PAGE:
Vinci's opera seria treatment of the familiar political and romantic material of Catone in Utica doesn't appear to be anything exceptional. The first act is at least elegant and pleasantly scored if somewhat functional and a little routine in its pacing, with long da capo arias and a fair amount of recitative. Vinci however fires up the drama and the tempo considerably in Act II, and it's the characterisation of Caesar that has much to do with injecting a bit of life and danger into the routine drama. There's a fair bit of virtuoso writing for his arias, but it's the delivery that is important, and the urgency of it seems to have a ripple effect or, indeed, more of a tidal surge in how it impacts on Cato and Marzia in particular.
The delivery is everything here really, and again with Leonardo Vinci, it's the impact of the castrato writing and how it is sung by the countertenor voice that is the defining characteristic and saving grace of this work. In its own right, Vinci's version of Catone in Utica might just be yet another routine setting of the material (Vinci's was the first setting of a libretto that has also been used by Vivaldi and J.C. Bach), but it's the nature of the countertenor voices and the exceptional quality of the singers in those roles, that elevate the opera to a higher level of interest and beauty. Franco Fagioli obviously dominates here as the devious Caesar, as you would expect from one of the world's top flight countertenors. Max Emanuel Cencic fits that description too, and he's still wonderfully lyrical in the role of Arbace if sounding rather lighter than his countertenor counterparts here.
I was particularly impressed however with the two young countertenors in the female roles, both of whom are new to me, both of them sounding incredibly natural and unforced. Fagoli is unassailable with the kind of role that has been written for Caesar, but Ray Chenez almost steals the show as the rather more complex character of Marzia, with a strong singing and dramatic performance that undoubtedly contributes to the work as a whole. Vince Yi also impresses, with a lighter but beautifully lyrical countertenor voice as the fiery Emilia. The countertenors might steal the limelight, but there are equally fine performances from Juan Sancho as Cato and Martin Mitterrutzner as Fulvio.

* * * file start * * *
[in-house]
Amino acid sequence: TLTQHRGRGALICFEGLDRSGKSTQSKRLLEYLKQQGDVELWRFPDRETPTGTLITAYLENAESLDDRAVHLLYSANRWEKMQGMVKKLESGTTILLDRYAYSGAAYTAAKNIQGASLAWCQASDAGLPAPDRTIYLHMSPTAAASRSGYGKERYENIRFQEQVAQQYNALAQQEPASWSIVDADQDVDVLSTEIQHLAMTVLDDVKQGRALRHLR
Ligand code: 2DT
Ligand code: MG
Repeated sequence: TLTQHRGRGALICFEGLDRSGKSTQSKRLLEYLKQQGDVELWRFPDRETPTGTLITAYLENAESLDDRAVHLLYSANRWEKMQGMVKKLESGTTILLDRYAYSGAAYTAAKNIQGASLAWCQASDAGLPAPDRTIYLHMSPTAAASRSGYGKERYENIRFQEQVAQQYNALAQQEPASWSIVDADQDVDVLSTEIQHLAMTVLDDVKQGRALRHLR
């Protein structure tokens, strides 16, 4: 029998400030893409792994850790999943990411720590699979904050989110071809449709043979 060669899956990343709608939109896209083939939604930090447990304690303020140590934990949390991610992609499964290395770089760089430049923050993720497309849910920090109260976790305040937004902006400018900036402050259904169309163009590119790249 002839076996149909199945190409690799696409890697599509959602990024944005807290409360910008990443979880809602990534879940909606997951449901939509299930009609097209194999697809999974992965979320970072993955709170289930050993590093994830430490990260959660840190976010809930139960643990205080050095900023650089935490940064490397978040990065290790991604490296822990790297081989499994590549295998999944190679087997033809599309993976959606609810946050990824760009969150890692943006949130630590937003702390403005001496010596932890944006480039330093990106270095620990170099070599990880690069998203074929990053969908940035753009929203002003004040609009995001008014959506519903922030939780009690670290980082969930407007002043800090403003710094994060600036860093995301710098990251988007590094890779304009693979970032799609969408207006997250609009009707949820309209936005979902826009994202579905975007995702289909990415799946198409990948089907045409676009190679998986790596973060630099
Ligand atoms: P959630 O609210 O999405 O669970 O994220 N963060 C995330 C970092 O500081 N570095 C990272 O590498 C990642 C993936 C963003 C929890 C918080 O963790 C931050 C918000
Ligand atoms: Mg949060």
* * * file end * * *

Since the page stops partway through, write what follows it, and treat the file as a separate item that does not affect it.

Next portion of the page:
Jakob Peters-Messer's production design and direction for Versailles is attractive and works well with the drama. It's elegant and classical, with a predominately monochrome colour scheme, but has some futuristic stylisations with designer rather than period costumes and extravagant hairdos. The staging suits the tone of the music, suggesting the antiquity of the setting with a few projections and flat cardboard miniatures, without having to build elaborate monuments and ruins. There is also a level of abstraction in the lighting, projections and in mysterious masked figures, with skulls and rats hinting at the underlying tones of power, death and horror that it finds in the work.
Those are brought out to some extent also by the Il Pomo d’Oro orchestra led from the violin by Riccardo Minasi. If much of the music sounds fairly conventional and the accompaniment of the recitative isn't particularly imaginative, there are welcome flourishes and drive in certain passages that work wonderfully with the singing of the countertenor. The combination allows the proceedings to spin off into thrilling flights of musical drama that belies the rather dry nature of the classical subject matter.
Links: L’Opéra Royal de Versailles, Culturebox